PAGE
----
Crystal Lake Reunion has always seemed liked my very best story--and I'm so glad you think so, too. It's different from all my others--except for the other one you mentioned. Of the two, CLR is the best--definitely.And it was a book that didn't get much attention--because it isn't pure romance, because it's more Women's Fiction.
    Still, I'm happy with it.
    Thank you for coming by--I always love to read your comments.

  10. I don't have any lofty goals about writing an important book, unless you want to count my dream of writing a bestseller. That's almost every author's dream!

    Morgan Mandel

  11. I like what William Blake said - be unique and create something - something that when you are gone you have given a part of yourself to others.

    I know you will always write the best that you can, Celia. You are an author and that is part of your makeup. :)

  12. Lyn--you gave me my laugh for the day! That is so funny--and I've never heard it. I watched Star Trek a lot, but I missed some years.
    We can only hope, can't we?
    Thanks for the comment--it was good.

  13. You said that so well, Sarah. I'm sure I will have to be satisfied with a reader feeling those emotions as you just described. And many people get to feel that..and hear those kind words? I should wear a sign that says, "Will Write for Good Comments." That thrills me more than a big check...wait a minute..exactly what is "a big check?" Haha.

  14. Paula--you're right about that.
    Oh, I left out many more titles--there were so many to choose from, and Pride and Prejudice was right there, too. Thanks for visiting!

  15. Morgan--a Best Seller is one of the categories of An Important Book! I'd take that...and yes, so would every author in the world.
    Thank you.

  16. Paisley--very poetic. I never though of writing as giving part of myself to others. But I like that, and will remember it and be happy. Thanks--I always love to read your comments.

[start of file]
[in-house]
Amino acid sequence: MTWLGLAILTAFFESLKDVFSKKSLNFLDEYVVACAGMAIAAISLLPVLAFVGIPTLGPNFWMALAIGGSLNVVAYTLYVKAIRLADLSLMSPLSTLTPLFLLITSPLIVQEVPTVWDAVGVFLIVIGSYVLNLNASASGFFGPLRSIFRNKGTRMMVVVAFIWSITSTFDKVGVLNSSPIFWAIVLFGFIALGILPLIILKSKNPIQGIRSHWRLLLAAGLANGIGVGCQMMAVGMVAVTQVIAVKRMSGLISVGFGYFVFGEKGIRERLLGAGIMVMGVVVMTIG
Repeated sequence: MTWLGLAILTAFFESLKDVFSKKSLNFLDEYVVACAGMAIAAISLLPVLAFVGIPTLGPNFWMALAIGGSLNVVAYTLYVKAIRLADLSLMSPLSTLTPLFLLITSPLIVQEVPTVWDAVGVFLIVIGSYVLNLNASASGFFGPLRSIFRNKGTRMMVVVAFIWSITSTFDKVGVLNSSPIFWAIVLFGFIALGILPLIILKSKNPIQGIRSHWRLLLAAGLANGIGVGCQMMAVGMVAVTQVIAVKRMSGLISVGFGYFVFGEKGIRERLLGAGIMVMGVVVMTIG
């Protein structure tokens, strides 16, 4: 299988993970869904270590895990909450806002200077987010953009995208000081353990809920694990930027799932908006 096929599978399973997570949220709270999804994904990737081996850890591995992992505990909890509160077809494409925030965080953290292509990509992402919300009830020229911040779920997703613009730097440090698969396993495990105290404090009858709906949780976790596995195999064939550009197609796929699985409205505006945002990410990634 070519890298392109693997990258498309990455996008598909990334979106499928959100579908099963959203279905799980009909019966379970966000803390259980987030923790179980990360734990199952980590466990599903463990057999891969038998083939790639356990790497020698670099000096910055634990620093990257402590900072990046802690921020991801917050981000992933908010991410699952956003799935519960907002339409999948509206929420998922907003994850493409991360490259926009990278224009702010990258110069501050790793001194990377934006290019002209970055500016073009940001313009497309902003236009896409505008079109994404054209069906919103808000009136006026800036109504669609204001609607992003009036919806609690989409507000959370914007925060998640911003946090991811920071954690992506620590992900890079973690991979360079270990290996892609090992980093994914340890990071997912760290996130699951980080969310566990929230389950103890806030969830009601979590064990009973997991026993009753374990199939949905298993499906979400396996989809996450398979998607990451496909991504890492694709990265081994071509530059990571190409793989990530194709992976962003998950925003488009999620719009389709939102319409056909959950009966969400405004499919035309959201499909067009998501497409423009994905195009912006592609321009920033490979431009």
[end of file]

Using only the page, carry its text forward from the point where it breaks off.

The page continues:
17. Celia, our books are important. They bring pleasure to our readers and take them away from their day to day problems. What could be better? We teach people to care for one another, solve problems, and overcome obstacles to find an enduring love. That IS important.

  18. Caroline...I agree with everything you say. But still...I'd like a book that would become a classic, or a big best-seller that everyone talked about..that sort of Important book.
    Honestly, I think of all my stories as important, but in my own little world. I'd love to be remembered 50 years from now as an author who published a great book. But then...I'd never know...would I? Thanks for the boost--I always feel better with kind words.

  19. Important books is a great topic. We should all aspire to touch people with our work.

    My aspirations with publishing are to entertain, and the first person I have to entertain is ... me! If it isn't fun or good reading, I've wasted my time.

    I also feel that important acts are just as important as important books. I might not be the next Shakespeare, but someone I mentor may very well be. Something to think about!

    As usual, a thought-provoking topic, Celia!

  20. Maggie--and as usualy, you give me something to think about.
    There's so many ways to think about the "importance" of what we write. I face the fact I will never write a Jane Eyre or To Kill a Mockingbird. No, but as you say, if you entertain yourself..and others..while maybe helping someone else, is important.
    Still--I keep that dream alive. Why not? Who knows who will be the "next big thing?"